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Be empathetic to students from poor families

By Mike Nyagwoka | September 5th 2021

Imarika Foundation chairman Renson Ndoro (left) assists some of the 29 secondary school students from poor families whose education is sponsored by the foundation to use the smartphones that they received from the foundation as their E-learning gadgets.

Two things happened this past week in the education sector; one broke my heart while the other gave me hope. A student at Chavakali High School was sent home for fee arrears yet he didn’t even have fare. He embarked on the nearly 100km journey to his home in Trans Nzoia on foot.

He did 35km to Kakamega town before his story went viral. Many questions arose. Did the boy communicate to his teachers about his plight? Did he ask for assistance? However, none of the answers could downplay the fact that the incident portrayed the school and Ministry of Education in bad light. There is a probability his journey home would have been the beginning of his dropping out of school had the issue not been highlighted. This is one of the issues Education CS Prof George Magoha seems to ignore while operationalising the 100 percent transition policy.

He has spoken before on the need for school heads and teachers to take time to know the background of their students. That way, they will not push too hard where they know, they are likely to get nothing. Instead they would be more empathetic.

If the bursaries and scholarships given by the National Government Constituency Development Fund, County Governments and other entities such as banks and foundations are not enough, schools can innovate and set aside a number of slots for orphans and children from poor backgrounds. Think of the impact if each secondary school set aside 20 slots for the neediest students. This can be funded through school farming projects, philanthropic parents and school alumni.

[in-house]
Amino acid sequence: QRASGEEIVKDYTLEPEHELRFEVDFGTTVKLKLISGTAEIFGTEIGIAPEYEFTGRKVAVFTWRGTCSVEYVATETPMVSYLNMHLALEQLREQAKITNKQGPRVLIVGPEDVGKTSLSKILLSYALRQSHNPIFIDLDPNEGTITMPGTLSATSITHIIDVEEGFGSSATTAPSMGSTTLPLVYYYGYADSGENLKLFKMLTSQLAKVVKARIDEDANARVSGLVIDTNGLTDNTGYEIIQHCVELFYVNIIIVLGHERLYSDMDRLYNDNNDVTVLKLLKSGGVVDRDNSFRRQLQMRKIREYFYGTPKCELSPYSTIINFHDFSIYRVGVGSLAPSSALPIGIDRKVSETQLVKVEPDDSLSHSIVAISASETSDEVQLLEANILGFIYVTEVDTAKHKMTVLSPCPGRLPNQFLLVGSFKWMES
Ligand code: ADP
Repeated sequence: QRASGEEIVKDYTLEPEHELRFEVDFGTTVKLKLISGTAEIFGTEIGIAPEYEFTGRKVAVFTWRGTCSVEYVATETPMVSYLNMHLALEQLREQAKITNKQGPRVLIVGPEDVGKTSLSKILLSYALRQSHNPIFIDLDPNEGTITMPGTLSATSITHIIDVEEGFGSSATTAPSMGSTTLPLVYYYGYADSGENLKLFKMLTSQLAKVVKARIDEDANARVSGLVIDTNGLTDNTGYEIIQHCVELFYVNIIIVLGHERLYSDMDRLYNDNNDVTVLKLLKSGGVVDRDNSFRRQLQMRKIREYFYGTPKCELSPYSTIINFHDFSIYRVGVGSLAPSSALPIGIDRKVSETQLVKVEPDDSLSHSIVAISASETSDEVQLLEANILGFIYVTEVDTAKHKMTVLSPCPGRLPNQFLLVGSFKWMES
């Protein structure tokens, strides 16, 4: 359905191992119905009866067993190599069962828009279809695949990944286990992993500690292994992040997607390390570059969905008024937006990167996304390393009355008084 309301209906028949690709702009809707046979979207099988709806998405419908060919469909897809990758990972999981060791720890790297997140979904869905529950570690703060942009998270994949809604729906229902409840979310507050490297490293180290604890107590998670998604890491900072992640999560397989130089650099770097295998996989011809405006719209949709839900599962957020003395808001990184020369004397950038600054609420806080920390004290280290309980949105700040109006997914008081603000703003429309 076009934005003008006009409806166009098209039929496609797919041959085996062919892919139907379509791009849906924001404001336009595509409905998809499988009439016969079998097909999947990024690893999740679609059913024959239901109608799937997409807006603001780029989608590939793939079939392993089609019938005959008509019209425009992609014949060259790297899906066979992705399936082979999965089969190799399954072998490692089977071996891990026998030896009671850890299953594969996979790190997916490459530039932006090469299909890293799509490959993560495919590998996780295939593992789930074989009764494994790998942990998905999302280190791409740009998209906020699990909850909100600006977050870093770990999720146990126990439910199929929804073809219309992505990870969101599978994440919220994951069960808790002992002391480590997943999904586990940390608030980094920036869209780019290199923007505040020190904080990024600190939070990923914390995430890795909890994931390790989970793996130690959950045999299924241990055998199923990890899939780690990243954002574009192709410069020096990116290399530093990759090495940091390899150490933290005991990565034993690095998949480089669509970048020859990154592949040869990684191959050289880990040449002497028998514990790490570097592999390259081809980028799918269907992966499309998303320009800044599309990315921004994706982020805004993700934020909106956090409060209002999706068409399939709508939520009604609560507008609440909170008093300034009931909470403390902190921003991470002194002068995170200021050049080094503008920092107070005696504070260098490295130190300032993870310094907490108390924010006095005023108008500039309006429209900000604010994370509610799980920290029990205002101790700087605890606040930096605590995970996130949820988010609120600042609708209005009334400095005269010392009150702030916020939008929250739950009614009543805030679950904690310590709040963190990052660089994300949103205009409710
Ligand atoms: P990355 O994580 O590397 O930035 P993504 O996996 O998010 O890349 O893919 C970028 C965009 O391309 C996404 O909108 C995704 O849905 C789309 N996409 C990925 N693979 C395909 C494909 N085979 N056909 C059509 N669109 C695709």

The second thing gave me hope and some faith in the law. The interdiction of Nakuru High School principal Mike Yator by the Teachers Service Commission. He is accused of charging extra fees contrary to the Basic Education Act Section 29. The Act is clear that tuition is free in secondary schools and any other charges must be approved by Education CS in consultation with the County Director of Education.

This comes with a rider that no child shall be refused to attend school because of failure to pay such charges and that every transaction must be receipted. 

There was a cry for the government to take decisive action against school heads ignoring the above provision of the law. However, the more important issue for Prof Magoha is to take a wider approach in the push for 100 percent transition rate. 

He should take note of other causes of low transition rates such as teen pregnancies, cultural traditions and general lethargy caused by the high unemployment rates. There is also the issue of over stretched facilities that make life particularly in boarding schools less convenient or unbearable. 

The impact Covid-19 pandemic cannot be ignored too. The nearly one year out of school killed educational momentum for most students.

It is unlikely that a parent would deliberately take a child out of the school system except for financial limitations.

Anchor Radio Maisha

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